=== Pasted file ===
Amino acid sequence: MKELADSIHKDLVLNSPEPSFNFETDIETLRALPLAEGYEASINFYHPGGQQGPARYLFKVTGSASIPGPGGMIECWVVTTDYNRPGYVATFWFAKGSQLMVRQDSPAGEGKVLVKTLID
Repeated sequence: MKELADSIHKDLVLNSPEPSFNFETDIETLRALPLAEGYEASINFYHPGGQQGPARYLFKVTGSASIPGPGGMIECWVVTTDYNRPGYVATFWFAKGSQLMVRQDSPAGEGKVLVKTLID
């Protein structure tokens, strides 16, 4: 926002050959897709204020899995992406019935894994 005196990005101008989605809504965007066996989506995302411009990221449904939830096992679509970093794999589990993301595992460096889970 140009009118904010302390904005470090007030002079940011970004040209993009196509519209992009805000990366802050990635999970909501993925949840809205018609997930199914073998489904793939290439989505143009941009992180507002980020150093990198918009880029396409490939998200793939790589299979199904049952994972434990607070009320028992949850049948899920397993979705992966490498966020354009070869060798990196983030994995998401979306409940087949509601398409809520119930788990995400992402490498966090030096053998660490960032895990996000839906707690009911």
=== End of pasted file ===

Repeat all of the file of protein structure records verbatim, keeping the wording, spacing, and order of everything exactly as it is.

Amino acid sequence: MKELADSIHKDLVLNSPEPSFNFETDIETLRALPLAEGYEASINFYHPGGQQGPARYLFKVTGSASIPGPGGMIECWVVTTDYNRPGYVATFWFAKGSQLMVRQDSPAGEGKVLVKTLID
Repeated sequence: MKELADSIHKDLVLNSPEPSFNFETDIETLRALPLAEGYEASINFYHPGGQQGPARYLFKVTGSASIPGPGGMIECWVVTTDYNRPGYVATFWFAKGSQLMVRQDSPAGEGKVLVKTLID
């Protein structure tokens, strides 16, 4: 926002050959897709204020899995992406019935894994 005196990005101008989605809504965007066996989506995302411009990221449904939830096992679509970093794999589990993301595992460096889970 140009009118904010302390904005470090007030002079940011970004040209993009196509519209992009805000990366802050990635999970909501993925949840809205018609997930199914073998489904793939290439989505143009941009992180507002980020150093990198918009880029396409490939998200793939790589299979199904049952994972434990607070009320028992949850049948899920397993979705992966490498966020354009070869060798990196983030994995998401979306409940087949509601398409809520119930788990995400992402490498966090030096053998660490960032895990996000839906707690009911």